Mt. Mito 三頭山

Mt. Iyo イヨ山 – Mt. Nukazasu ヌカザス山 – Mt. Mito 三頭山

Duration: 5 hours
Distance: 8.5 km
Elevation change: 991 metres
Highest point: 1531‬ metres
Start: Ogouchi Jinja Bus Stop
Finish: Kazuma Bus Stop
Map: Yama to Kogen Chizu 山と高原地図 [No.24 奥多摩 OKUTAMA]

From a Floating Bridge to Mountain Top

Along with Mt. Gozenyama and Mt. Odake, Mt. Mito三頭山 is one of the three famous mountains of Okutama. The mountain retains expansive areas of beech trees owing to the fact that the mountain was largely off limits during the Edo Period. While the main access to the mountain is via the Hinohara Tomin no mori 檜原都民の森 on the opposing side of the mountain, this hike follows a route from Lake Okutama.

At Okutama Station take a bus headed for Miyama 深山橋. Get off at the Ogouchi Jinja bus stop 小河内神社 (30 mins, 560 yen) alternatively you can go a few stops further to the Miyamabashi bus stop 深山橋 and hike along the Murokubo Ridge ムロクボ尾根. Either way both trails meet up at Mt. Nukazasu ヌカザス山 after a couple of hours of walking.

From the Ogouchi Jinja bus stop, mosey across the Lake Okutama floating bridge 奥多摩湖の浮橋 which takes you to the Okutama Circular Road on the opposite side. Once you hit the road turn right and look for the trail head veering up to the left, about a five minute walk. The first section along the Nukazasu Ridge ヌカザス尾根 tracks through ubiquitous plantations taking around an hour to reach Mt. Iyo イヨ山 (979 m). The next section steepens as you approach Mt. Nukazasu ヌカザス山 (1,175 m). From here to summit of Mt. Mito (1,531 m) the trail has a noticeably sharper gradient with ropes available to steady your footing. With my hiking companion whom I met on route made it to the summit in a little under 3 hours though maintained a fairly steady pace.

Views from the summit include Mt. Fuji and Mt. Kumotori though it is somewhat forested. With the wind having died down it also made for a good lunch spot with plenty of benches to kick back on. After lunch I headed down to the Mitosan Refuge Hut 三頭山避難小屋 which is spacious and well maintained. Nearby there is a watering hole around a 10 minute walk along the trail towards the Mito no Otaki Falls 三頭大滝. The waterfall itself is surprisingly high cascading some 33 metres and a suspension bridge allows you to get closer to the action. From the waterfall head along the tourist trail to the Tokyo Citizen’s Forest which is the entry point for most sightseers. The final section to the Kazuma bus stop 数馬バス亭 click here follows the river and eventually pops out on the Hinohara Kaido which you stick to downhill for a further 5 minutes for the trip back to Musashi Itsukaichi Station (1hr, 920 yen).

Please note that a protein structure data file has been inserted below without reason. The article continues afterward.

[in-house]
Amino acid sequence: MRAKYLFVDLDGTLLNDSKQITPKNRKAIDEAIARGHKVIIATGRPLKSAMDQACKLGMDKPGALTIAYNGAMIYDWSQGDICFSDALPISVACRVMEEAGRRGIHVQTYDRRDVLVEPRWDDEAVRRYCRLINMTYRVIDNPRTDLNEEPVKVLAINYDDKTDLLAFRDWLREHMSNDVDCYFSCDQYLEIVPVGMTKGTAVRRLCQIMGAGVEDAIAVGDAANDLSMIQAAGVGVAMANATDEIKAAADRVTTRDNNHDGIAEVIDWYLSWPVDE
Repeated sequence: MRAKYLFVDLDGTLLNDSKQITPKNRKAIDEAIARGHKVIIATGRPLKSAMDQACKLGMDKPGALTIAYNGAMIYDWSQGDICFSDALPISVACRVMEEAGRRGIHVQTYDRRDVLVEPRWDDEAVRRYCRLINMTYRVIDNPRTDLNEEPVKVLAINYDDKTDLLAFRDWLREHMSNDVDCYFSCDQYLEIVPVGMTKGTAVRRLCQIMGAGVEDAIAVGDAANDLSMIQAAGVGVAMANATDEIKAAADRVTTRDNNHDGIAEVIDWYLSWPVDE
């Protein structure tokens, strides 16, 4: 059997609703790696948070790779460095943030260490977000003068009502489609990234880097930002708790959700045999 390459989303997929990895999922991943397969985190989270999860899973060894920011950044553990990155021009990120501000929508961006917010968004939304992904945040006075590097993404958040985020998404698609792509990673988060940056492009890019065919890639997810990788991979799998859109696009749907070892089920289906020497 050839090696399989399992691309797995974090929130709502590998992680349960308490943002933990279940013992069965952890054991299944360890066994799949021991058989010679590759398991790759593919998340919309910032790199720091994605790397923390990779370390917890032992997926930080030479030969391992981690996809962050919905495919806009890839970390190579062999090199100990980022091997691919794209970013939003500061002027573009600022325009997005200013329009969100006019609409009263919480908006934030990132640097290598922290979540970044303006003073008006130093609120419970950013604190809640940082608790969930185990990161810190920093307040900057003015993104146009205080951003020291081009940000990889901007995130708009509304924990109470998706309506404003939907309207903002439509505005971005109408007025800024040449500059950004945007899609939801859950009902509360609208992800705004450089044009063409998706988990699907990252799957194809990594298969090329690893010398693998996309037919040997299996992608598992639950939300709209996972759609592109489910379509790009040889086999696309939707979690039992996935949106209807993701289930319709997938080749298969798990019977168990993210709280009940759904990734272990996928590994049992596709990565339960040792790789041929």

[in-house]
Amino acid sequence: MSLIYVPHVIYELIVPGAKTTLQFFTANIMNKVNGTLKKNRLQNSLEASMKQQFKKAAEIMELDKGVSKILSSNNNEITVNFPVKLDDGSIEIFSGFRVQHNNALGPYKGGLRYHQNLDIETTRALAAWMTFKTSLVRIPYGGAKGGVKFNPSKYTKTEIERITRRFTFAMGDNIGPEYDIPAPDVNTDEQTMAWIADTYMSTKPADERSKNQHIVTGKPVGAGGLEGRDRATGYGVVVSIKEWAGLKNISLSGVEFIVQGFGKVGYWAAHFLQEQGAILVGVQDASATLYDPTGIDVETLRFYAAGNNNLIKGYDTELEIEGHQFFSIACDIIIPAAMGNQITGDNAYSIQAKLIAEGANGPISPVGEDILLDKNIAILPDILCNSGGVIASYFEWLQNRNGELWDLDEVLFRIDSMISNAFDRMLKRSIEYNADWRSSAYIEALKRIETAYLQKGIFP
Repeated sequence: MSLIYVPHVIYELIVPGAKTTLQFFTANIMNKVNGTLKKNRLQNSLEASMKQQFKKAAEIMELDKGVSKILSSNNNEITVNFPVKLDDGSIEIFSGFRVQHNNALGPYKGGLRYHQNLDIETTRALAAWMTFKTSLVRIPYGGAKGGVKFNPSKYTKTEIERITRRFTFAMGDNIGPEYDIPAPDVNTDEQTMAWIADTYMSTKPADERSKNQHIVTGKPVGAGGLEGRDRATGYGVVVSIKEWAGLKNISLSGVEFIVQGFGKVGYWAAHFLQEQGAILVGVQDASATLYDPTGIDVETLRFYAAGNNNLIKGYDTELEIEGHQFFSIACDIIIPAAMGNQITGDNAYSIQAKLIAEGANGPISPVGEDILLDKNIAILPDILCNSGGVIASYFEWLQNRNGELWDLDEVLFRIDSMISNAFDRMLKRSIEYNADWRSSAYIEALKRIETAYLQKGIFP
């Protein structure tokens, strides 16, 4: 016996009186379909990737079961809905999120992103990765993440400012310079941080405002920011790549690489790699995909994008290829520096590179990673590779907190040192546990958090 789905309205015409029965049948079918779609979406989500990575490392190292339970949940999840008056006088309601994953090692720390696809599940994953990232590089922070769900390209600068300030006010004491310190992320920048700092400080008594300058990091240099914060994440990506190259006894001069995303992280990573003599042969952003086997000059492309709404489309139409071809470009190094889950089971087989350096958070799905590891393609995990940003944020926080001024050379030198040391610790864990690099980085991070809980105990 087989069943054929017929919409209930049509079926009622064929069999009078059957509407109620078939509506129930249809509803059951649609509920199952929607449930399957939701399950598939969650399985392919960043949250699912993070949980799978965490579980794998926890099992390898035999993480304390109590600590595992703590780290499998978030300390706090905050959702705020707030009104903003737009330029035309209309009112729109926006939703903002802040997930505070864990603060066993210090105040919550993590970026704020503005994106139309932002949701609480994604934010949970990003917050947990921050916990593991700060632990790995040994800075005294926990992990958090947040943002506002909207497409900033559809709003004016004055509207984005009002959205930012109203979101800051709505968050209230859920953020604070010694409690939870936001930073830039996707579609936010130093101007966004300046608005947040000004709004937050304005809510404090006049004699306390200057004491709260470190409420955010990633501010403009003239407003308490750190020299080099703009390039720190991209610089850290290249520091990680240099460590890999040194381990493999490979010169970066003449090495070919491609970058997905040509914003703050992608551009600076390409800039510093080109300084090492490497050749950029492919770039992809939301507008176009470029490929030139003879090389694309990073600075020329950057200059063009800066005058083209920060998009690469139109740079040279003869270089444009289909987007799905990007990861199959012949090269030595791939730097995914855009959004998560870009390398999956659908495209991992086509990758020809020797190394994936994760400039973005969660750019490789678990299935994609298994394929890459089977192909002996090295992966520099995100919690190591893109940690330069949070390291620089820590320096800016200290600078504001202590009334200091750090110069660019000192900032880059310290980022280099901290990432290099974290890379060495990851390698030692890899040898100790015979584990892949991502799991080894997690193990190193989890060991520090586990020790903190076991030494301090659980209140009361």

• Thanks for this post. I did this hike last week, Monday, Sep 14, 2015. I only saw two people the entire 5 hours, which was wonderful. The only thing I wanted to add as a caution to others is that the last bus from the Tokyo Citizen’s Forest leaves at 16:30 (maybe 16:45). I came out of there at 18:30 to an empty parking lot. I started walking along the highway–this after a five-hour hike–with no idea which way to go nor how far it would be. Luckily a young couple picked me up and drove me 40km! to the nearest train station.